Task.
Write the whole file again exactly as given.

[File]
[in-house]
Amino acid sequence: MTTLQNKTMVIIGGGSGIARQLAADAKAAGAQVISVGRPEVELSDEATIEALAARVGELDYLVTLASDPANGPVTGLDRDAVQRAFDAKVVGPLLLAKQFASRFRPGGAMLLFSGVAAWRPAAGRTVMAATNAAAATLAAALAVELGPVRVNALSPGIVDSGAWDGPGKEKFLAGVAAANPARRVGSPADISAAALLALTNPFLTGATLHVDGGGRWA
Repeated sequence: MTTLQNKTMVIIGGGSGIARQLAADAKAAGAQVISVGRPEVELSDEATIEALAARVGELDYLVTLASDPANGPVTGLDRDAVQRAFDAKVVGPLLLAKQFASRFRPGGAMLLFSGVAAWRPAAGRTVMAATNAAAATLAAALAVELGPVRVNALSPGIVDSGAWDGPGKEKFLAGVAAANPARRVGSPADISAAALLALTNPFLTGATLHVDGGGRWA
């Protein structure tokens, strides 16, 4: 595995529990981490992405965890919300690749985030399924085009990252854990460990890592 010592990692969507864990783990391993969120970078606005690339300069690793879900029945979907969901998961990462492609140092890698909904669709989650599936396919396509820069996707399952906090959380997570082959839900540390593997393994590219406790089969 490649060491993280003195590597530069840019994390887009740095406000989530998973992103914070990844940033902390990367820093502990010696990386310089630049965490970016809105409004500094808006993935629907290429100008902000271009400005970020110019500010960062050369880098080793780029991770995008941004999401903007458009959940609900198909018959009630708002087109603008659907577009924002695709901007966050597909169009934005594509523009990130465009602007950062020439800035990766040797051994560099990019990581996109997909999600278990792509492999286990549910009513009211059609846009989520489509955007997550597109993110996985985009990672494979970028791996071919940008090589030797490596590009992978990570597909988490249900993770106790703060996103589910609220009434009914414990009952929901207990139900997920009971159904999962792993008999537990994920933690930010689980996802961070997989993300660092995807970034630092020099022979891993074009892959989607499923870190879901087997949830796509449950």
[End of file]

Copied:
[in-house]
Amino acid sequence: MTTLQNKTMVIIGGGSGIARQLAADAKAAGAQVISVGRPEVELSDEATIEALAARVGELDYLVTLASDPANGPVTGLDRDAVQRAFDAKVVGPLLLAKQFASRFRPGGAMLLFSGVAAWRPAAGRTVMAATNAAAATLAAALAVELGPVRVNALSPGIVDSGAWDGPGKEKFLAGVAAANPARRVGSPADISAAALLALTNPFLTGATLHVDGGGRWA
Repeated sequence: MTTLQNKTMVIIGGGSGIARQLAADAKAAGAQVISVGRPEVELSDEATIEALAARVGELDYLVTLASDPANGPVTGLDRDAVQRAFDAKVVGPLLLAKQFASRFRPGGAMLLFSGVAAWRPAAGRTVMAATNAAAATLAAALAVELGPVRVNALSPGIVDSGAWDGPGKEKFLAGVAAANPARRVGSPADISAAALLALTNPFLTGATLHVDGGGRWA
């Protein structure tokens, strides 16, 4: 595995529990981490992405965890919300690749985030399924085009990252854990460990890592 010592990692969507864990783990391993969120970078606005690339300069690793879900029945979907969901998961990462492609140092890698909904669709989650599936396919396509820069996707399952906090959380997570082959839900540390593997393994590219406790089969 490649060491993280003195590597530069840019994390887009740095406000989530998973992103914070990844940033902390990367820093502990010696990386310089630049965490970016809105409004500094808006993935629907290429100008902000271009400005970020110019500010960062050369880098080793780029991770995008941004999401903007458009959940609900198909018959009630708002087109603008659907577009924002695709901007966050597909169009934005594509523009990130465009602007950062020439800035990766040797051994560099990019990581996109997909999600278990792509492999286990549910009513009211059609846009989520489509955007997550597109993110996985985009990672494979970028791996071919940008090589030797490596590009992978990570597909988490249900993770106790703060996103589910609220009434009914414990009952929901207990139900997920009971159904999962792993008999537990994920933690930010689980996802961070997989993300660092995807970034630092020099022979891993074009892959989607499923870190879901087997949830796509449950």